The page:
In illustrative embodiments, there are more dimples 78 than protrusions 60. In other embodiments, however, the valve 10 may have equal numbers of dimples 78 and protrusions 60, or more protrusions 60 than dimples 78. In the latter case, the dimple shape should accommodate more than one protrusion 60. Among other things, the total number of protrusions 60 may be based upon the rotational resistance provided by each coupled protrusion 60 and dimple 78. The embodiment shown, for example, has eight protrusions 60. A single protrusion 60 may be used if the rotational resistance provided by it and a corresponding dimple 78 is sufficient under expected rotational forces. Such rotational forces may include expected handling by medical personnel and rotational forces applied when a nozzle or syringe is inserted into the proximal port 12 (e.g., by screwing over the threads 50 at the proximal end of the inlet housing 18)
The dimples 78 shown in
In a manner that corresponds to the inlet housing 18, the outer diameter of the outlet housing 20 illustratively is slightly tapered (e.g., approximately 2-5 degrees) at least from the ridge 76 to the open end. As noted below, this taper facilitates coupling between the inlet and outlet housings 18 and 20. The dimples 78, however, illustratively are not configured to follow this taper. Instead, the dimples 78 get deeper as they extend distally.
In alternative embodiments, rather than have dimples 78 and corresponding protrusions 60, the stops can be complimentary protrusions extending from the respective housings. Other types of stops also may be used. One such additional type of stops is discussed below with regard to FIG. 7.
The process then continues to step 502, in which the valve mechanism is positioned within the inlet housing 18. The outlet housing 20 then is mated (i.e., coupled) to the inlet housing 18 via their corresponding snap-fit structures (step 504). To that end, the inlet housing snap-fit structure 56 mates with the outlet housing snap-fit structure 74, thus causing the two housing portions to be in registry. In the embodiment shown in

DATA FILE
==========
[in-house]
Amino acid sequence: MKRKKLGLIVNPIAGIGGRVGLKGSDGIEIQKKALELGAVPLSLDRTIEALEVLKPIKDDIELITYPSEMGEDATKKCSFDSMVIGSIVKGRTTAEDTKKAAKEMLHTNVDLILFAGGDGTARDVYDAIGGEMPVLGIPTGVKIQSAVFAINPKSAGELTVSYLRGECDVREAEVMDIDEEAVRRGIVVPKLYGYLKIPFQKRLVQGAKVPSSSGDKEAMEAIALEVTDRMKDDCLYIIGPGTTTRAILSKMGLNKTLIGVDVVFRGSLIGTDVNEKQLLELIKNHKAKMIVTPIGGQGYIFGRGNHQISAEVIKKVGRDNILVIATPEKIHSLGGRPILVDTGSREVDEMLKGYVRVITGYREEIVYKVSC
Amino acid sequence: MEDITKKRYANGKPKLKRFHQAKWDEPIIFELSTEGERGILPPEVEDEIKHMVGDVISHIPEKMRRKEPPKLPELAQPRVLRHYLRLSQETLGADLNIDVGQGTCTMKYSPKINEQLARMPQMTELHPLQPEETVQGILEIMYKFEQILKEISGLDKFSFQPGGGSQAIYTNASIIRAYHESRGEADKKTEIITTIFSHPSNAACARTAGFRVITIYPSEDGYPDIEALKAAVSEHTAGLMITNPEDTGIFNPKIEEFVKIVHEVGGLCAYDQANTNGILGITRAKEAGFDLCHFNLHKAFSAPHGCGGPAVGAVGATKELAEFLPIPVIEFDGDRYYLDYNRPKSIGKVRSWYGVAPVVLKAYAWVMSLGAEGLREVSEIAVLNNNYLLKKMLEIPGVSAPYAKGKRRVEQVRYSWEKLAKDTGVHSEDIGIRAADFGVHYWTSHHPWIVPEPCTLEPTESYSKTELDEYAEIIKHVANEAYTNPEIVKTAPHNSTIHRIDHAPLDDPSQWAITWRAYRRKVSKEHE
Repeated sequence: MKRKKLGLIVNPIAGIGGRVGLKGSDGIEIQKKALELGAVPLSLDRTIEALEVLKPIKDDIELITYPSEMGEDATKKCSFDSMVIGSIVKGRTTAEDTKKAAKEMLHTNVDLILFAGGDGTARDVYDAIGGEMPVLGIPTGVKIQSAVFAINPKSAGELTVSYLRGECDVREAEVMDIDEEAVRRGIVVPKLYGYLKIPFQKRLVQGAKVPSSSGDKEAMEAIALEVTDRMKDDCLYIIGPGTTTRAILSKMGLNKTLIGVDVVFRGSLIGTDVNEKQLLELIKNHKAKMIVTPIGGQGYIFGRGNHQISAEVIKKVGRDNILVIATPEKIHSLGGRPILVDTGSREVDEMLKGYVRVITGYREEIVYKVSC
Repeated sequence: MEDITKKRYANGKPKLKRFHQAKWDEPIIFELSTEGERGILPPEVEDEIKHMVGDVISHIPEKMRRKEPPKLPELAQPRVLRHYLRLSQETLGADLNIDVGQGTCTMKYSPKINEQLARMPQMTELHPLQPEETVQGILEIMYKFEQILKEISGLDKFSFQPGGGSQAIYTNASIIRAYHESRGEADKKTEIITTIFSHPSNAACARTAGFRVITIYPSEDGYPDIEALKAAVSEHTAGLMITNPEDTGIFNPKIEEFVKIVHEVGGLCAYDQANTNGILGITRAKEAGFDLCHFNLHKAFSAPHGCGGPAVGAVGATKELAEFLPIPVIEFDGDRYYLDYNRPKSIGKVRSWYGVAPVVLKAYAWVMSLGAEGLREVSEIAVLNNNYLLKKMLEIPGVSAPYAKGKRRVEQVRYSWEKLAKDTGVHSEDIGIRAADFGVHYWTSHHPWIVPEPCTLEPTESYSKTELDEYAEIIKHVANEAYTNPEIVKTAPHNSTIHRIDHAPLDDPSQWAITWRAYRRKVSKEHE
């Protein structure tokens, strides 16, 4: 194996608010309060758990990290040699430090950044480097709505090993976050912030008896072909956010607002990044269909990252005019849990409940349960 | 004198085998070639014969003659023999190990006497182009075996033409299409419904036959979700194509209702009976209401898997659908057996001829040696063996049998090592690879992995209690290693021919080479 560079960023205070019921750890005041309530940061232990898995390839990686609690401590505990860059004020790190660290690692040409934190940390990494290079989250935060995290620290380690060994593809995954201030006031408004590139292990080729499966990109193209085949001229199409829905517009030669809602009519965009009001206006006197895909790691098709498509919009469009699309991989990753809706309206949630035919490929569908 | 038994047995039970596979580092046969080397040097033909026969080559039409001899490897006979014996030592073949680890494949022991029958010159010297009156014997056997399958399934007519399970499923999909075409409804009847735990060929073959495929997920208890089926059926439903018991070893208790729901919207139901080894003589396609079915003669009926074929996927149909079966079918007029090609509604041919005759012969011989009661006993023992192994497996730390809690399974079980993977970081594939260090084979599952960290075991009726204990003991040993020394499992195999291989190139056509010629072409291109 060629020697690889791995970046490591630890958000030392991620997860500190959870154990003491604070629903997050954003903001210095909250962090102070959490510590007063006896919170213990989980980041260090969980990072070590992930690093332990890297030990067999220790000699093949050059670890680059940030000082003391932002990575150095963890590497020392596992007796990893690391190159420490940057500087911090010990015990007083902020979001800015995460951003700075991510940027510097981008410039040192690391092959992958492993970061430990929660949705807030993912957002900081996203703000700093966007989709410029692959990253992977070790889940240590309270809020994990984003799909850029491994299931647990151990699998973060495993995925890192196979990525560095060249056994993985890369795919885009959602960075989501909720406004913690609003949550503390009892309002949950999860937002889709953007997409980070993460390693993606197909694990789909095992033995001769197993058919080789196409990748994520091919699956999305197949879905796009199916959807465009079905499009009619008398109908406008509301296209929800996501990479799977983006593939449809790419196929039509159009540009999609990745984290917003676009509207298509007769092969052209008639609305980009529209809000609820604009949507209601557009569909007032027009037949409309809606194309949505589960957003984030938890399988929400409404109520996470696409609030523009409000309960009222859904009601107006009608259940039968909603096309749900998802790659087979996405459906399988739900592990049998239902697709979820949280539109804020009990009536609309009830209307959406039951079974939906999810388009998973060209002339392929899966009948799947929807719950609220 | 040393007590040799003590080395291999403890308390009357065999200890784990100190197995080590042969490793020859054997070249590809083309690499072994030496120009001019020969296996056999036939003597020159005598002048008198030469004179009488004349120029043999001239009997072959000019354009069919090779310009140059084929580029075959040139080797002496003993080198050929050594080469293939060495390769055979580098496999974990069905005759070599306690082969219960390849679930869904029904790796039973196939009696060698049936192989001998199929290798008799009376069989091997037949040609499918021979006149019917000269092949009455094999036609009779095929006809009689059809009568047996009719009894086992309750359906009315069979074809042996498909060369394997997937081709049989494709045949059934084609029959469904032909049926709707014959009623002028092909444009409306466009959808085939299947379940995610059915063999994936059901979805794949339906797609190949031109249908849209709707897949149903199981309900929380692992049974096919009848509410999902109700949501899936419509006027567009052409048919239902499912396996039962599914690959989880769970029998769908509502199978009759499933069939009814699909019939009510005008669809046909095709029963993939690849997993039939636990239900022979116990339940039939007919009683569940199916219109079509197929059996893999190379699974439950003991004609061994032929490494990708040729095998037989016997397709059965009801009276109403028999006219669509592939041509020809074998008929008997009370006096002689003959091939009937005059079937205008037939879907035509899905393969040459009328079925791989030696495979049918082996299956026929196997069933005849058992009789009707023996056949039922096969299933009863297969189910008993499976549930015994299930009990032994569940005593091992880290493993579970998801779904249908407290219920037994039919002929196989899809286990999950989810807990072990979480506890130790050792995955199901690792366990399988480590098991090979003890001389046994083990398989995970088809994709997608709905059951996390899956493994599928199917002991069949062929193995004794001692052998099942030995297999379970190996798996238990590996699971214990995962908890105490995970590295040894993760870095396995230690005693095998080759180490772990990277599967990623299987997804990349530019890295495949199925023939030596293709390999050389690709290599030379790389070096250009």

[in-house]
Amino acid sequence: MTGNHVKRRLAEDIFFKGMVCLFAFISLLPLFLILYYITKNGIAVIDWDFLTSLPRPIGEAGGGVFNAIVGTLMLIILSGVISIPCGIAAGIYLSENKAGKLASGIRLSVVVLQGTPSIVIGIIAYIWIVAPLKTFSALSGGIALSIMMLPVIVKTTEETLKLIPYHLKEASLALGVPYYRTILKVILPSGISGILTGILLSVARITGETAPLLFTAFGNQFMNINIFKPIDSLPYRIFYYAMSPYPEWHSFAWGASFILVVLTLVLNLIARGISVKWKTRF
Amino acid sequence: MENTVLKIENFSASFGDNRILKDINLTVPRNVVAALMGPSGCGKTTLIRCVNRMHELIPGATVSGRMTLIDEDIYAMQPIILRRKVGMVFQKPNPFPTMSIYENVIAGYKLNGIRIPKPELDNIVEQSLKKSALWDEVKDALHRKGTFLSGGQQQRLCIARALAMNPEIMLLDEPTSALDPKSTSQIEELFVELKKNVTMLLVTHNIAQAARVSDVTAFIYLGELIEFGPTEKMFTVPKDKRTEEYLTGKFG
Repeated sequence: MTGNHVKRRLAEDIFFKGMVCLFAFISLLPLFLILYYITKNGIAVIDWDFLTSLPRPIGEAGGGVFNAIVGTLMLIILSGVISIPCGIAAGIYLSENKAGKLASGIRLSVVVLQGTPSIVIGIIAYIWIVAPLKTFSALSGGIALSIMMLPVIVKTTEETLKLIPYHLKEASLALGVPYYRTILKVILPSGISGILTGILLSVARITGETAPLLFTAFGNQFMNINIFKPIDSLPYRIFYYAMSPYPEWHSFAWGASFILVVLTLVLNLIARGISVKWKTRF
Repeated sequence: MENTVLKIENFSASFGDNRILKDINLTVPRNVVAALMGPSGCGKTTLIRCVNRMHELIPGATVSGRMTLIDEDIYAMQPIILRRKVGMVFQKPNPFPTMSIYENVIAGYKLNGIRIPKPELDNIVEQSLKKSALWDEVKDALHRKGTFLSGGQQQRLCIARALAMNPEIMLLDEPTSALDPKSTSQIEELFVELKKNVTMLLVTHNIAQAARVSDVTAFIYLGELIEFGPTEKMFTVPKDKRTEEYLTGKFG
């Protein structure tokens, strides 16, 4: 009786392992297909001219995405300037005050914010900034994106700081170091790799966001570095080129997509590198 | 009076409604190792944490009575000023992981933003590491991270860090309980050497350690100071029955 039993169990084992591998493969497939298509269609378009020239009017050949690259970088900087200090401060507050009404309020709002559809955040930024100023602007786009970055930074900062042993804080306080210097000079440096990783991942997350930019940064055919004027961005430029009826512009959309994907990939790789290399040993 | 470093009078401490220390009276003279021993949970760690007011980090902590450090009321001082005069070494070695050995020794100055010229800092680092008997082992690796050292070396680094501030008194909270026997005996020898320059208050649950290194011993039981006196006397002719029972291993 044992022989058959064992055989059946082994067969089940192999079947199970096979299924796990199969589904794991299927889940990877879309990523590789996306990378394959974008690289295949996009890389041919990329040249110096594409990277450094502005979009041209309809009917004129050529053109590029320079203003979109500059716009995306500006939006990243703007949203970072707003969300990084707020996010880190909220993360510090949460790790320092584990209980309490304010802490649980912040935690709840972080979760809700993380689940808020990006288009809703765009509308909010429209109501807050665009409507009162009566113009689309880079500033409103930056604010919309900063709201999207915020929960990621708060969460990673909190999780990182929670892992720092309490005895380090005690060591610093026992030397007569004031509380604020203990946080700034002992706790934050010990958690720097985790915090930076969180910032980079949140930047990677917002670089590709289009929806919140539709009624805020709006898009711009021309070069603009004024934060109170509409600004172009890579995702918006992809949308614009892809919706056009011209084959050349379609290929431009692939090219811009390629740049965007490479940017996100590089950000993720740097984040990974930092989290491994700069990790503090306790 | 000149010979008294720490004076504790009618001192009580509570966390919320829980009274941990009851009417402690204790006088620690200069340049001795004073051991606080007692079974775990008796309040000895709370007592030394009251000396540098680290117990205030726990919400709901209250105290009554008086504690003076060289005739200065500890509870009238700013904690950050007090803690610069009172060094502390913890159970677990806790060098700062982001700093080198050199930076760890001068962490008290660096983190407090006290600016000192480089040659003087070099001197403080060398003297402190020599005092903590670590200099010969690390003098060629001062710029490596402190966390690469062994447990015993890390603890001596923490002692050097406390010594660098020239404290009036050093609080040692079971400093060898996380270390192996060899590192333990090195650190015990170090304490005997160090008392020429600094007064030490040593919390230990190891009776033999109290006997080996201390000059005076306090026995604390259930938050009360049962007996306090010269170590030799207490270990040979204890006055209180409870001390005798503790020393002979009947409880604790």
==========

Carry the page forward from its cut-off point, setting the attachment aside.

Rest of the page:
At the same time, the rotational snap-fit structures mate to prevent relative rotation of the two housing portions. Specifically, in the embodiments shown in
When coupled, the mated longitudinal snap-fit structures prevent the two housing portions from being separated under expected conditions. In a corresponding manner, under expected conditions, the mated rotational snap-fit structures prevent the two housings 18 and 20 from rotating relative to each other. As noted above, in various embodiments, the two snap-fit structures on each housing 18 or 20 are separate and thus, should be able to perform their designated functions if the other were not on the same valve 10. Such a valve 10 (i.e., having only one of the two noted snap-fit structures), however, would not be effective since it would lack the function of the absent snap-fit structure.
Accordingly, use of embodiments of the invention should permit high speed assembly because no welding is necessary. The two housing portions merely are forced in registry with one another.
In yet other embodiments, the longitudinal snap-fit structures do not span the entire peripheries of their respective housing portions. Rather, selected portions of the housing peripheries have mating longitudinal snap-fit structures.
Although various exemplary embodiments of the invention are disclosed below, it should be apparent to those skilled in the art that various changes and modifications can be made that will achieve some of the advantages of the invention without departing from the true scope of the invention.
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|U.S. Classification||251/149.1, 251/367, 251/904|
|Cooperative Classification||Y10S251/904, A61M39/26|
|Jan 13, 2003||AS||Assignment|
|Oct 29, 2008||FPAY||Fee payment|
Year of fee payment: 4
|Oct 4, 2012||AS||Assignment|
Owner name: NP MEDICAL INC., MASSACHUSETTS
Free format text: ASSIGNMENT OF ASSIGNORS INTEREST;ASSIGNOR:NYPRO INC.;REEL/FRAME:029079/0310
Effective date: 20120927
|Oct 18, 2012||FPAY||Fee payment|
Year of fee payment: 8